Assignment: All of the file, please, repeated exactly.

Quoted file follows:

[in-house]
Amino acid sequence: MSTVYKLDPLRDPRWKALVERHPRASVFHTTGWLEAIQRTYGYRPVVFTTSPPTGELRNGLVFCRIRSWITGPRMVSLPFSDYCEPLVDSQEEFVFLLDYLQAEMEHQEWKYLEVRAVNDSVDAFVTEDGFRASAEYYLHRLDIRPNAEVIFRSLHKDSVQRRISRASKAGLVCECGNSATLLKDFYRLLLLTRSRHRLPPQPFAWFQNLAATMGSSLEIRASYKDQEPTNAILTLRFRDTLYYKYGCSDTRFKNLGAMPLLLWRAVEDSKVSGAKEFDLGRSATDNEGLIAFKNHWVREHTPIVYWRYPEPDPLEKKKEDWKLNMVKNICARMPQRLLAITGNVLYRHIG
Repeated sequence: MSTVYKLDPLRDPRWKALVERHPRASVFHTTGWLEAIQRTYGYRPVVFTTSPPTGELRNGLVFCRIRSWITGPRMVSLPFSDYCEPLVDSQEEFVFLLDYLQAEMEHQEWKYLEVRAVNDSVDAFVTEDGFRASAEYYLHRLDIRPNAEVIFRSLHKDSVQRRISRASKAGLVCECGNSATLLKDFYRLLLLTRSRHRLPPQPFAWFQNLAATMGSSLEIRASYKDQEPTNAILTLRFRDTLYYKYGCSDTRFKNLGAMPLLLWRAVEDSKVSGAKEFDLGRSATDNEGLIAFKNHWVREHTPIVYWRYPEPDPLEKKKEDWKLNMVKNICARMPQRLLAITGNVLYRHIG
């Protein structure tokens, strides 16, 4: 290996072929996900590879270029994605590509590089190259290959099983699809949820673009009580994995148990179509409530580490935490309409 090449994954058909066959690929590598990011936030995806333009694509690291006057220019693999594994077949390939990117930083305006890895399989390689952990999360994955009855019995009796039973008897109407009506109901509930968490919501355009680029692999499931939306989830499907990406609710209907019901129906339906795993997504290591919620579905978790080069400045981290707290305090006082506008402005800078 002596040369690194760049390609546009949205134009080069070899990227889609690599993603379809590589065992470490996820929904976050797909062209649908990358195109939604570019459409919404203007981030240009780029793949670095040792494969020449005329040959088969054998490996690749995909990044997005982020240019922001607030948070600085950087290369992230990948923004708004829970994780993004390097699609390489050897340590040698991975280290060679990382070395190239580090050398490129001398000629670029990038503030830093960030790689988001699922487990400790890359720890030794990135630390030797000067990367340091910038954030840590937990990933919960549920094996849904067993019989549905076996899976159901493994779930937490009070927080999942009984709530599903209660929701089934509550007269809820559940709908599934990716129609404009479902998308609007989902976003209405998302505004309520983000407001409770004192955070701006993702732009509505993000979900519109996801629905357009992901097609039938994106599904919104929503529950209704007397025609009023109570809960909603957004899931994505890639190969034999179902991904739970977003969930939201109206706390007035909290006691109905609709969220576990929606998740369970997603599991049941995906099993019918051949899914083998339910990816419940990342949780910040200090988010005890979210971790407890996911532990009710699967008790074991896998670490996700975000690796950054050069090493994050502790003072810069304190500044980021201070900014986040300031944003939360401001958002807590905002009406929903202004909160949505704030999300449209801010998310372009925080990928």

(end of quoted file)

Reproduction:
[in-house]
Amino acid sequence: MSTVYKLDPLRDPRWKALVERHPRASVFHTTGWLEAIQRTYGYRPVVFTTSPPTGELRNGLVFCRIRSWITGPRMVSLPFSDYCEPLVDSQEEFVFLLDYLQAEMEHQEWKYLEVRAVNDSVDAFVTEDGFRASAEYYLHRLDIRPNAEVIFRSLHKDSVQRRISRASKAGLVCECGNSATLLKDFYRLLLLTRSRHRLPPQPFAWFQNLAATMGSSLEIRASYKDQEPTNAILTLRFRDTLYYKYGCSDTRFKNLGAMPLLLWRAVEDSKVSGAKEFDLGRSATDNEGLIAFKNHWVREHTPIVYWRYPEPDPLEKKKEDWKLNMVKNICARMPQRLLAITGNVLYRHIG
Repeated sequence: MSTVYKLDPLRDPRWKALVERHPRASVFHTTGWLEAIQRTYGYRPVVFTTSPPTGELRNGLVFCRIRSWITGPRMVSLPFSDYCEPLVDSQEEFVFLLDYLQAEMEHQEWKYLEVRAVNDSVDAFVTEDGFRASAEYYLHRLDIRPNAEVIFRSLHKDSVQRRISRASKAGLVCECGNSATLLKDFYRLLLLTRSRHRLPPQPFAWFQNLAATMGSSLEIRASYKDQEPTNAILTLRFRDTLYYKYGCSDTRFKNLGAMPLLLWRAVEDSKVSGAKEFDLGRSATDNEGLIAFKNHWVREHTPIVYWRYPEPDPLEKKKEDWKLNMVKNICARMPQRLLAITGNVLYRHIG
């Protein structure tokens, strides 16, 4: 290996072929996900590879270029994605590509590089190259290959099983699809949820673009009580994995148990179509409530580490935490309409 090449994954058909066959690929590598990011936030995806333009694509690291006057220019693999594994077949390939990117930083305006890895399989390689952990999360994955009855019995009796039973008897109407009506109901509930968490919501355009680029692999499931939306989830499907990406609710209907019901129906339906795993997504290591919620579905978790080069400045981290707290305090006082506008402005800078 002596040369690194760049390609546009949205134009080069070899990227889609690599993603379809590589065992470490996820929904976050797909062209649908990358195109939604570019459409919404203007981030240009780029793949670095040792494969020449005329040959088969054998490996690749995909990044997005982020240019922001607030948070600085950087290369992230990948923004708004829970994780993004390097699609390489050897340590040698991975280290060679990382070395190239580090050398490129001398000629670029990038503030830093960030790689988001699922487990400790890359720890030794990135630390030797000067990367340091910038954030840590937990990933919960549920094996849904067993019989549905076996899976159901493994779930937490009070927080999942009984709530599903209660929701089934509550007269809820559940709908599934990716129609404009479902998308609007989902976003209405998302505004309520983000407001409770004192955070701006993702732009509505993000979900519109996801629905357009992901097609039938994106599904919104929503529950209704007397025609009023109570809960909603957004899931994505890639190969034999179902991904739970977003969930939201109206706390007035909290006691109905609709969220576990929606998740369970997603599991049941995906099993019918051949899914083998339910990816419940990342949780910040200090988010005890979210971790407890996911532990009710699967008790074991896998670490996700975000690796950054050069090493994050502790003072810069304190500044980021201070900014986040300031944003939360401001958002807590905002009406929903202004909160949505704030999300449209801010998310372009925080990928």